President Putin continues to stress that the United States and Russia share fundamental interests, and contrary to the popular view, the United States and Russia have generally worked together in several instances to ensure peaceful, stable transfers of power in a number of post-Soviet states. For example, Russian mediation was helpful in convincing former Georgian President Eduard Shevardnadze to step down after fraudulent elections, thus facilitating the "Rose Revolution." Yet many Russians increasingly view their interaction with the United States as a zero-sum game.
For its part, the Bush Administration has tried essentially to compartmentalize the relationship, hoping to preserve cooperation on issues that are central to the United States (such as counter-terrorism and non-proliferation) while maintaining that acrimonious exchanges on other matters (such as questions of democracy promotion or Russia's relations with its Eurasian neighbors) need not damage the relationship. This approach may be attractive, but will it succeed--especially if we expect Russia to deliver on our concerns? If the United States and Russia are to work together effectively on difficult and sensitive issues in areas where our interests might not always coincide, it will likely require more than symbolic declarations and good personal chemistry between the two leaders. Similarly, forging a climate of mutual comfort--if not real trust--that will allow for greater U.S. access to sensitive intelligence and nuclear sites cannot be done overnight, and is probably not something Russia can be bullied into for the long haul.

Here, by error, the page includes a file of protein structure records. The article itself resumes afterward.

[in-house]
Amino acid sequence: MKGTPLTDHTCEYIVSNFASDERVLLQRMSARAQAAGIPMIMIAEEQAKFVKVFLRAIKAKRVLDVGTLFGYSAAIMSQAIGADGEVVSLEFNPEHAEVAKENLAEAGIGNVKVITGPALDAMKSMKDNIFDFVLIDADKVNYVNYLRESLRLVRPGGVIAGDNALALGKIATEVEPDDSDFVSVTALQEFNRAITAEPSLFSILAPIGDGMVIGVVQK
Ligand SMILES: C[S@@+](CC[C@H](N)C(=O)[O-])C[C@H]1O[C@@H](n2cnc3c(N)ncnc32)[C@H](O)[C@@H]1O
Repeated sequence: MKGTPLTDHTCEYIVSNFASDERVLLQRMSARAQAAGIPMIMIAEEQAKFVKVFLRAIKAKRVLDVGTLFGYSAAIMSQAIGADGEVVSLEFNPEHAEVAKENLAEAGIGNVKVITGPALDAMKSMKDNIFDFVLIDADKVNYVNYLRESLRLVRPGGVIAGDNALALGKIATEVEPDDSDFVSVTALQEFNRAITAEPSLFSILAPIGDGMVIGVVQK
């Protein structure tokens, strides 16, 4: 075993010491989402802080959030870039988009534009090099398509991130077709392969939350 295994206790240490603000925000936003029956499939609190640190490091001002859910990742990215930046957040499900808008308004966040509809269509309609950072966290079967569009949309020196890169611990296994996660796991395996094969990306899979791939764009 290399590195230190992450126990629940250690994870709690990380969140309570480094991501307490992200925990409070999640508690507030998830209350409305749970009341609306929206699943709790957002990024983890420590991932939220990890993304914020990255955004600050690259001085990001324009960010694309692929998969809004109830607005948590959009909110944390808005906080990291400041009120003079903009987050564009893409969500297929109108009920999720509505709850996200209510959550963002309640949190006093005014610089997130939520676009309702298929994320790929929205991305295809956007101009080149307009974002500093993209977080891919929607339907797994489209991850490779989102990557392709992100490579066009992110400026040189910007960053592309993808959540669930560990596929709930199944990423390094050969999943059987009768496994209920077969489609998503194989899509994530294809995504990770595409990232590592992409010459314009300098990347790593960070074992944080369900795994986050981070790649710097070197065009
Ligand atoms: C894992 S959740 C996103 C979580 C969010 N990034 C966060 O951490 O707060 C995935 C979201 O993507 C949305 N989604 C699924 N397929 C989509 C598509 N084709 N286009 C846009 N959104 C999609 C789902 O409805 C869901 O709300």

A good working relationship between the two presidents has been set up; but much more will be required to get from Russia what is needed to advance American interests in the face of the new challenges and opportunities of the 21st century. Skepticism toward Moscow is entirely appropriate, but hypocritical grandstanding that blocks real cooperation without measurably improving U.S. security could be very costly--and this is a price not worth paying.Essay Types: The Realist